This 3rd blog in the series was to be my own original theory of the Titanic tragedy’s final, fatal “cause.” Thankfully, due to what I just read on Wikipedia, my concern gets off to a flying stop. My notion was that Titanic was over-powered and under-steered.
Shouldn’t a ship that’s bigger, heavier, and more powerful require a bigger rudder? Look at the design, three giant screws with one modest-sized rudder. (The cutaway view is the Titanic model on display aboard the SS Queen Mary in Long Beach, CA. Other giant models there include Queen Mary and RMS Lusitania, a ship especially dear to me because of my soon-to-be-published Lusitania spy thriller. See the video of my own live-action Lusitania ship model at leonardcarpenter.com, with my other blogs in this series.)
Aboard RMS Titanic, the order given on sighting the iceberg was “Rudder hard-aport, engines full reverse!” Afterward, it was stated that the ship seemed slow in turning—a delay that could have caused the collision, or made the damage critical.
The cutaway shows Titanic’s rudder mounted directly behind the central screw. In my view, with engines reversed, this would affect the action of the rudder, reversing its force. Water currents drawn in under the stern by those powerful screws would cause a port rudder to push the ship to starboard, not port.
Now it appears that my concern about the rudder was shared by the ship’s designer, because Wikipedia states that the central screw could not be reversed. Only the port and starboard screws could, while the center screw was only stopped and would not battle the rudder.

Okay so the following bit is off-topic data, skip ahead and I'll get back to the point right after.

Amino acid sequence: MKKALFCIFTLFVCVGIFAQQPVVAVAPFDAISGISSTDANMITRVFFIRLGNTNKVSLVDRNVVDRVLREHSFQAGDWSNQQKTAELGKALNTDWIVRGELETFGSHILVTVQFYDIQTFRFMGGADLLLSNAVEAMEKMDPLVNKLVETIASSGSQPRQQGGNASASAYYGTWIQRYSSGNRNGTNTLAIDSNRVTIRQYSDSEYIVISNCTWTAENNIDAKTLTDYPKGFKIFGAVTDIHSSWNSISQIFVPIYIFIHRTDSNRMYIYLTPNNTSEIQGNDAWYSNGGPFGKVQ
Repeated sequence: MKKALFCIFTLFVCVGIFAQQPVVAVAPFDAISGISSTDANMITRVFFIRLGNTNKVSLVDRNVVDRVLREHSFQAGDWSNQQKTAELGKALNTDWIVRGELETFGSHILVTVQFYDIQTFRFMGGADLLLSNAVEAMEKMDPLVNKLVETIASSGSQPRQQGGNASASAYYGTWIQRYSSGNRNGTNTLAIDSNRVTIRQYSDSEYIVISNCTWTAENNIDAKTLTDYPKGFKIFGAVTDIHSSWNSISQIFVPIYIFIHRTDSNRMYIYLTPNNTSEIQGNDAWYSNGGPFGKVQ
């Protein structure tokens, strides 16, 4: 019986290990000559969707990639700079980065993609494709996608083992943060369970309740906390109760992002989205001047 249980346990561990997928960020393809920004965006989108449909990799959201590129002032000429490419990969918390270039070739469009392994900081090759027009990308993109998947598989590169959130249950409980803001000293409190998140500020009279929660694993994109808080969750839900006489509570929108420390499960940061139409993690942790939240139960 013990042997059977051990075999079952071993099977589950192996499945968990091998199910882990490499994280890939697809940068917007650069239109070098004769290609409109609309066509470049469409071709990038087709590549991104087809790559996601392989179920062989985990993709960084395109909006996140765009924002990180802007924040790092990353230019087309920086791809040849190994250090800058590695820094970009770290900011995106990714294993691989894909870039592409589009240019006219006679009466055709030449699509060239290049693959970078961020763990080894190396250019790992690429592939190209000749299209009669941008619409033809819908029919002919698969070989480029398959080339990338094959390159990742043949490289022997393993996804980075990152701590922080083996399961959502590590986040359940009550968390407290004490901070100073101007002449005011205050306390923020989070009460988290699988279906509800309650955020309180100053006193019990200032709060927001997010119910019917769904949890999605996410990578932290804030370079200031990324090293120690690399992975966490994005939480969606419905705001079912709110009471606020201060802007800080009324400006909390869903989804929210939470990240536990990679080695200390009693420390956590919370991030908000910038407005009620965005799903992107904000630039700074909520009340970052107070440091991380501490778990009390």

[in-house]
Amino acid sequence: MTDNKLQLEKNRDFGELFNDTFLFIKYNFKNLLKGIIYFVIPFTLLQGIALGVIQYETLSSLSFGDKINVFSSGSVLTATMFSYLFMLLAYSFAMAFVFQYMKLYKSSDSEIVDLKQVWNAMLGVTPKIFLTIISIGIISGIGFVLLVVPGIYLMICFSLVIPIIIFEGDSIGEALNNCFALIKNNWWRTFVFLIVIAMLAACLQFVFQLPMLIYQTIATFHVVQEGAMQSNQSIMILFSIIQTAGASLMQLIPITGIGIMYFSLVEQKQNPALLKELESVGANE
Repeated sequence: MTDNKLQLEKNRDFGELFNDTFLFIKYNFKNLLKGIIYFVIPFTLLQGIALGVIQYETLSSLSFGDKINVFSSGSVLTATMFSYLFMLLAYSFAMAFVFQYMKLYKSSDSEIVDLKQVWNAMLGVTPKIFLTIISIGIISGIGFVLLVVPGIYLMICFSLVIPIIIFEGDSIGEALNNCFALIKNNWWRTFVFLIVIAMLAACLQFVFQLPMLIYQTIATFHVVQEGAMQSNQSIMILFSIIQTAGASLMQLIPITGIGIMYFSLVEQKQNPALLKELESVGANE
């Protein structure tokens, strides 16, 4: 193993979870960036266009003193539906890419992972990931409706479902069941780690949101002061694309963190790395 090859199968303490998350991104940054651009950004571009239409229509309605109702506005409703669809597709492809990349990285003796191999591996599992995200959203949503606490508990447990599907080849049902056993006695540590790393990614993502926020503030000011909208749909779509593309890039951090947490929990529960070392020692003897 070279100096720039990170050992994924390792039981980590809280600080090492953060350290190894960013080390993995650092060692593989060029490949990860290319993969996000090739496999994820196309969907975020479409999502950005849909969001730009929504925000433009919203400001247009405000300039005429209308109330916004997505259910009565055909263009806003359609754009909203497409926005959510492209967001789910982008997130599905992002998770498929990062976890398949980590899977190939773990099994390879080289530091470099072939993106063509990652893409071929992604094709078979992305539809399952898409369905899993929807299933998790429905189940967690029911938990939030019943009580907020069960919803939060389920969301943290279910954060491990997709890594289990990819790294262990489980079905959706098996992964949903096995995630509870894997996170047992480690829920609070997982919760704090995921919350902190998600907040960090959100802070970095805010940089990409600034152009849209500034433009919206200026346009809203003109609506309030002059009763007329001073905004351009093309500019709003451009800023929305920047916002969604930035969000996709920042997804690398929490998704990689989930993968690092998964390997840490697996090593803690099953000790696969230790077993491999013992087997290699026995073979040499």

So, was the rudder adequate? The same Wiki article states that Titanic was “agile,” capable of rapid turns. But here another factor may emerge. Historically, there has been confusion between orders to “port rudder” and “port tiller.” In a small vessel with hand-operated tiller-and-pintle or a steering oar, moving the tiller to port causes the rudder to swing starboard, & vice versa. The command “port-rudder” in some times and waters and nationalities, would actually be construed as “port tiller.” And in fact, there are some reports that the steersman aboard Titanic confessed to making this error, briefly at least in the urgency of the moment. How complex can this issue get?
The announced intention of the deck officer was to make a double turn, first swinging the ship’s bow away from the ice floe and then, as Titanic drifted forward, swerving the stern clear of the obstacle with a “hard-a-starboard” command. But by the time the ice was ever-so-lightly grazing the ship’s flank, that second turn seemed unwise. And as it happened, a number of small diverse factors had combined to alter history and thousands of lives.